Erik Spiekermann has a remarkable CV. His design insights are respected, his typefaces have become standards and he has developed design systems for global brands. In addition he is a founder of MetaDesign and the driving force behind SpiekermannPartners. For ideasonideas’ first interview I’m going to ask Erik how he manages the challenges found in running a design business.
EK: Thanks for joining us today Erik. At smashLAB we’ve often admired your work. Needless to say, we’re happy that you are joining us for this little interview. I have certainly struggled with the sometimes divergent demands of running a design studio and working within it, and I believe that many of our readers have likely experienced the same. As such I’d be interested to hear about what you’ve learned, and how you run SpiekermannPartners.
It strikes me that you truly love design. As such, I wonder why you invest so much time in a business. Wouldn’t it be more enjoyable to downsize, hire a couple of assistants and have more time to do the work itself?
ES: I tried that when I left MetaDesign in 2000. But clients either thought I was still with that company 5 years later, or they thought I was too expensive for smaller projects, or they didn’t want to insult me by offering small projects. I would have been very happy designing book covers and other small stuff in an office with 2 or 3 people. But soon after I set up on my own with Susanna, my wife, I got enquiries from big companies again and had to hire other designers…
EK: Some describe me as a workaholic. When my wife and I moved in together this created some challenges. You seem to always be working and rarely are in one place for any length of time. (The other day I noticed that you post your itinerary in your email signature.) In light of these demands, how do you make time for those you love? Additionally, do you have any tips for those struggling to manage their time better?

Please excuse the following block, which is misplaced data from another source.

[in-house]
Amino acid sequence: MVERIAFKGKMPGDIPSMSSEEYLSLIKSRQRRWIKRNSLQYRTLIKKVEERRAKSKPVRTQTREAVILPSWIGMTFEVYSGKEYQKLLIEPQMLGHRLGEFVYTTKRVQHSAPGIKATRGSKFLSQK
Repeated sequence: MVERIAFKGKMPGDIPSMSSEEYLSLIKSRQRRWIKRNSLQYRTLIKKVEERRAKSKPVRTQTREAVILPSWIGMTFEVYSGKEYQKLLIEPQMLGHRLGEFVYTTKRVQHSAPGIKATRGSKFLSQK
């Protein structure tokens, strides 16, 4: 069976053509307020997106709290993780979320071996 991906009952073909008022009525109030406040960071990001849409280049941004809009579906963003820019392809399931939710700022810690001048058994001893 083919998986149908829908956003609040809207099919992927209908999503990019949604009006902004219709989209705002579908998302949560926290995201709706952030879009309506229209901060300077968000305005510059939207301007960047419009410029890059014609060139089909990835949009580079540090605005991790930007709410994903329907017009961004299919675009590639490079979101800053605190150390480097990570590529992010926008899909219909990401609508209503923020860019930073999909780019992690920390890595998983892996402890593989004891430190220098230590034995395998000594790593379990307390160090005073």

ES: I have a bad history of neglecting my private life. One of the main reasons my first wife divorced me was the fact that business always took precedence over anything else. I have often had to leave her and my son in the middle of a vacation and go to see a client. In the end, I didn’t even have vacations anymore. Today I actually cancelled a trip to Korea to see the complete senior management of a big client there because my son and my grandson will be visiting me during that week. This is the first time I’ve ever done that, and we may lose the contract.
EK: Your firm has groups working in different locations across the globe, which would seem difficult to manage. Can you tell me a little about the how you track projects? Do you employ any software or project management systems that make this easier?
ES: We have a pretty good extranet and very efficient servers. We can log onto our VPN from anywhere with a fast connection and work off the servers. But it still needs people contact, both with clients and amongst each other. That’s why I travel so much.
EK: Budgets seem like a universally difficult topic for designers. I believe that the (often inaccurate) perception of design as “close to art” makes us squeamish when talking about money. If a company came to you needing a corporate identity system and website, what kind of ballpark budgets could they expect to find?
ES: Anything from 60k to 500k. If I write a proposal, clients will argue money with me, using that “artist” argument. So I get all the proposals written by project managers, and they get away with 30% more than I would. Amazing.
EK: What mistakes did you make at MetaDesign and how have they shaped how you run SpiekermannPartners?
ES: Too many to count. I certainly have too much power to my new partners who had no experience in the business. I also didn’t always communicate what I was doing, why I was away so much or why a certain conference or presentation was important. In the end, they thought all I did was look after my hobbies. Now that I’m gone and Meta survives mainly because it’s a big brand, people have finally understood what it takes to build a big design brand.
EK: The last time I checked, your firm was at 40 members and growing. How do you ensure the quality of work remains consistent? Additionally, how much “Erik Spiekermann” do clients get when they hire SpiekermannPartners?
ES: We’re not quite that many, but almost. Clients get my initial input and my involvement all the time. I am very quick to understand the issues and I am also pretty good about delegating the design work after we have identified the way to go. I look at all the presentation, and I usually present the most important phases myself. But the main thing is to hire good people who are better at some things than I am. And you have to understand that delegating means giving up. You cannot let a team work on a project for weeks without ever seeing what they’re up to and then, at the end, tell them that their work sucks. My former partner used to do that, and in the end, nobody wanted to work with her anymore.